A Facebook user pointed out the word “liberal” in Rukun Negara’s preamble to be problematic for certain people.
A Facebook user (SK Ida MN) recently came under fire when she expressed her opinions on the Rukun Negara (National Principle).
In her Facebook post, she asked if the Rukun Negara had been changed and if this was the unity government that most Malaysians wanted.
She shared two photos of the Rukun Negara pledge in her Facebook post, in her attempt to draw a comparison between the two. It appeared as though she was insinuating that the “change” concerned the full Rukun Negara pledge which contained the word “liberal”.
She also questioned why no one was saying anything about this new “update”, especially those who supposedly were defenders of the Malay race, specifically mentioning Umno.
The post gained attention and she received backlash.
Netizens pointed out that the full Rukun Negara pledge had always been that way and has never been changed or amended since it was introduced in 1970.
Most of them pointed out that the preamble to the Rukun Negara, which comes before the five principles had even been printed on school exercise books all this while.
A few hours later, she posted another statement to apologize for her previous views. Since her views were attacked and netizens even belittled her educational background, she apologized and said she didn’t mean to slander anyone.
She said she didn’t mean that the Rukun Negara was altered, she just meant to question why the preamble was now being included in the recitation.
Rukun Negara isn’t changing, it’ll just be read with the Preamble
Just a week ago, Bernama reported that the National Unity Minister, Datuk Aaron Ago Dagang said that the recitation of the Rukun Negara pledge will now be synchronised at all school levels and official government programs nationwide, as an effort to cultivate loyalty and a sense of love for the country.
He added that the pledge will now be read with the preamble, contrary to what we’re used to all these years by just reciting the five main principles.
The recitation of the full pledge was approved by the Cabinet on 25 July.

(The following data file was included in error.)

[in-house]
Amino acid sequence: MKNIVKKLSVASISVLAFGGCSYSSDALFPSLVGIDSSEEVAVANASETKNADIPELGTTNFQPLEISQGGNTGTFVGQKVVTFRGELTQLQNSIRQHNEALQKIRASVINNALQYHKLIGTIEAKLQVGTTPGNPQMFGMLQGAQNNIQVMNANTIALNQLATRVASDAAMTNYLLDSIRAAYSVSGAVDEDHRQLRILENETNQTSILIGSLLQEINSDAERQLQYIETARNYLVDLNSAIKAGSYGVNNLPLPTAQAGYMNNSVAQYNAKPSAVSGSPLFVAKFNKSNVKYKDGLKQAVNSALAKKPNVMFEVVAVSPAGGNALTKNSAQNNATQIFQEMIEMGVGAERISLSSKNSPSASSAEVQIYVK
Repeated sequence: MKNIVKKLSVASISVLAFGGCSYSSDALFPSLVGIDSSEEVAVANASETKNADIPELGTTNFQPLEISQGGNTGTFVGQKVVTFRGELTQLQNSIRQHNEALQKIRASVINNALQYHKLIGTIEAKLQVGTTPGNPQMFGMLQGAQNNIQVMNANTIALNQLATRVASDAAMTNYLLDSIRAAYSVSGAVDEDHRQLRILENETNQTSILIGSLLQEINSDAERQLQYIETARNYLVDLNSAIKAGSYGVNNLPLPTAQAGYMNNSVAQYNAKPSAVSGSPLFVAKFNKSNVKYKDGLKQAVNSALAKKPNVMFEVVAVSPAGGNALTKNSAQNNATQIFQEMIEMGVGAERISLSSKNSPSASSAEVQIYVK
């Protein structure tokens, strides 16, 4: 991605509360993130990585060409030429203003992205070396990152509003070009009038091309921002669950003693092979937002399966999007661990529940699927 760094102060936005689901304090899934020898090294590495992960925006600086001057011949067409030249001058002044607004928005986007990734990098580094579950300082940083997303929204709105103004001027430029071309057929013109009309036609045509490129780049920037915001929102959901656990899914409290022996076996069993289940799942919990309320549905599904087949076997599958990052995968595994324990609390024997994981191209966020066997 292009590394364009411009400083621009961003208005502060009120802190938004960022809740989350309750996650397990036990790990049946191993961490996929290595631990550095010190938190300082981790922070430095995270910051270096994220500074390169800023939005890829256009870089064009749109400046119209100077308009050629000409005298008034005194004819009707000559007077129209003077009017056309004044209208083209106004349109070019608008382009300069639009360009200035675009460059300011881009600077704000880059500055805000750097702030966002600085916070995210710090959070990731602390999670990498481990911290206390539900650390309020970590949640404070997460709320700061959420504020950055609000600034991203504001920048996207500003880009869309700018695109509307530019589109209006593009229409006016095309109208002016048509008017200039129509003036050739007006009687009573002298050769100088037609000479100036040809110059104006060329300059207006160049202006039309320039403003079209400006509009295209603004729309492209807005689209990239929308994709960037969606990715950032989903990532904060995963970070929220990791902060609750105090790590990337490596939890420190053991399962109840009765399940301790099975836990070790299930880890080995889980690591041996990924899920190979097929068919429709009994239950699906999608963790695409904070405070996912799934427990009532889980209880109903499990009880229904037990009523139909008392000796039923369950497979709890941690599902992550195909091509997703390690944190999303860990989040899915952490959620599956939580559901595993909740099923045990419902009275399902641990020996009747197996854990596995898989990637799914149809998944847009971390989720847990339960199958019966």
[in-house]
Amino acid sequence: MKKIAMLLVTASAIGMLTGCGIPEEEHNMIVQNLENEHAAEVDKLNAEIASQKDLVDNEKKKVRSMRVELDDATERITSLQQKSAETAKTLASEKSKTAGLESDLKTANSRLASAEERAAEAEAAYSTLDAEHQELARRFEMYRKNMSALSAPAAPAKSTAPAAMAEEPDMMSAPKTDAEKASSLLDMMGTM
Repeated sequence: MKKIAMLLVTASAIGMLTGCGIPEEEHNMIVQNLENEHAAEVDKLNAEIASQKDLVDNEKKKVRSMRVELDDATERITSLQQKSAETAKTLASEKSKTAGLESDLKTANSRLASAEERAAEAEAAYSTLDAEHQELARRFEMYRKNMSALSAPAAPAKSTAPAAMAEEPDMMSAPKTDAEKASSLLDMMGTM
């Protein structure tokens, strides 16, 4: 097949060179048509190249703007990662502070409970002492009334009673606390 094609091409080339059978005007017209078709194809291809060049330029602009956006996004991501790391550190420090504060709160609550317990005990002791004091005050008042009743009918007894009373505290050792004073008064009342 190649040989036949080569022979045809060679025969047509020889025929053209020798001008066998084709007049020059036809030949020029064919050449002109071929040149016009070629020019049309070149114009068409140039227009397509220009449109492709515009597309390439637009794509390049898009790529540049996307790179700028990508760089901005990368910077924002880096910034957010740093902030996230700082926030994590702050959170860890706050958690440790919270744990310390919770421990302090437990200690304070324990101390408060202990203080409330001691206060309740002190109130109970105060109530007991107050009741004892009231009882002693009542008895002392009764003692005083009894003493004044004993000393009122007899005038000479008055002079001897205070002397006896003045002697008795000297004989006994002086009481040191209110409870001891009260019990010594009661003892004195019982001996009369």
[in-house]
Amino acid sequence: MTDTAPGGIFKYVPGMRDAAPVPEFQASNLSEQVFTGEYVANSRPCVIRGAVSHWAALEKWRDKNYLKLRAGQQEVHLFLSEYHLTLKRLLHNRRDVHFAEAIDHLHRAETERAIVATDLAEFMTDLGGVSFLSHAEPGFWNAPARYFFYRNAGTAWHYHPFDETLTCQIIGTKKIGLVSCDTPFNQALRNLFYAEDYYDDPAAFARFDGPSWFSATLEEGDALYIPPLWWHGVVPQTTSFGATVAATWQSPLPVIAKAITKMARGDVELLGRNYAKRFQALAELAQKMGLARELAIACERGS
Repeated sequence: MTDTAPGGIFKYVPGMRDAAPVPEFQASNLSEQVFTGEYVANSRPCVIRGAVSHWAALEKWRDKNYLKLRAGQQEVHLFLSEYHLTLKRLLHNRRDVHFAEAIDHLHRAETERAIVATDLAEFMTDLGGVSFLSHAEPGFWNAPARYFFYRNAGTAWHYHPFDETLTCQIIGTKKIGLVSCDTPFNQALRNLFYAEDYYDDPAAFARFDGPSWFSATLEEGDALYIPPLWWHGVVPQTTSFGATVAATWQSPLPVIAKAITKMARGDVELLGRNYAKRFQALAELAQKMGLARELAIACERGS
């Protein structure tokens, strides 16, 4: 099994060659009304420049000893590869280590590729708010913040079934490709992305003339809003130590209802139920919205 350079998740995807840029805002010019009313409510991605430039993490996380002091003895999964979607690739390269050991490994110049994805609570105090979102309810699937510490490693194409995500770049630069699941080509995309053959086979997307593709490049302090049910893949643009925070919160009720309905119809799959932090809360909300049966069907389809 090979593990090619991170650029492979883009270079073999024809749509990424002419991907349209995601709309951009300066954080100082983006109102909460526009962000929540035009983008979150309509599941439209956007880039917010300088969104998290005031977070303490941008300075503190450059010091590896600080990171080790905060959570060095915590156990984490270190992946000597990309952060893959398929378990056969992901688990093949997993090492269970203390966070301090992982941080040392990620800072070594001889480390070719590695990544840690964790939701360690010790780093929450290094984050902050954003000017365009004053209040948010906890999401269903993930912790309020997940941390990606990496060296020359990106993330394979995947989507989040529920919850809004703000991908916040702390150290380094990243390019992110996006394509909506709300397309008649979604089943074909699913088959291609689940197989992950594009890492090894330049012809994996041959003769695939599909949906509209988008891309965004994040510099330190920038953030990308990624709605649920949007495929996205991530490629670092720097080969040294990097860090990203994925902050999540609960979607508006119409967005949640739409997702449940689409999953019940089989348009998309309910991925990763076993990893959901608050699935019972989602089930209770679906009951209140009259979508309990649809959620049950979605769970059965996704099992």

According to him, the preamble contains the aspirations of the Rukun Negara, while the five principles are just the summary.
Previously, there was indeed a recitation of the Rukun Negara, but it was only for the five principles.Datuk Aaron Ago Dagang, National Unity Minister
What we want is the preamble containing the aspirations of the Rukun Negara because the five principles are a summary, but the true essence lies in those aspirations.
This effort aims to enhance the understanding of the Rukun Negara as a unifying force among the people and to instill a sense of patriotism among them.
What is a preamble and what’s in Rukun Negara’s preamble?
By definition, a preamble is a statement made at the beginning of something (such as a legal document) and usually gives the reasons for the parts that follow.
It expresses the aims, dreams, and values of something. In this case, it serves as the primary goal of our Rukun Negara.
Among the 5 primary goals are:
- Enhance unity among the people
- Safeguard the spirit of democracy
- Establish a just society where the prosperity of the country can be enjoyed together in a fair and equitable manner
- Maintain a liberal approach in addressing the rich and varied cultural diversity
- Create a progressive and technologically advanced society
In fulfilling the above ideals, the Rukun Negara underlines five core principles, which are our five familiar principles – Belief in God; Loyalty to the King and Country; Supremacy of the Constitution; Rule of Law; and Good Behaviour and Morality.
It is important to note that our Rukun Negara was made as a result of the bloody 13 May 1969 incident when Malaysia had a moment of racial divide that claimed the lives of many.
It was introduced in 1970, headed by Tun Abdul Razak with the aim to create harmony and unity among the various races in Malaysia.
The Rukun Negara was created complete with the preamble, but we only recite the principle part all these years, without understanding the ideals that come before that.
The preamble mainly highlights the sense of unity and fairness we need to uphold, to ensure that we Malaysians would live in a harmonious country.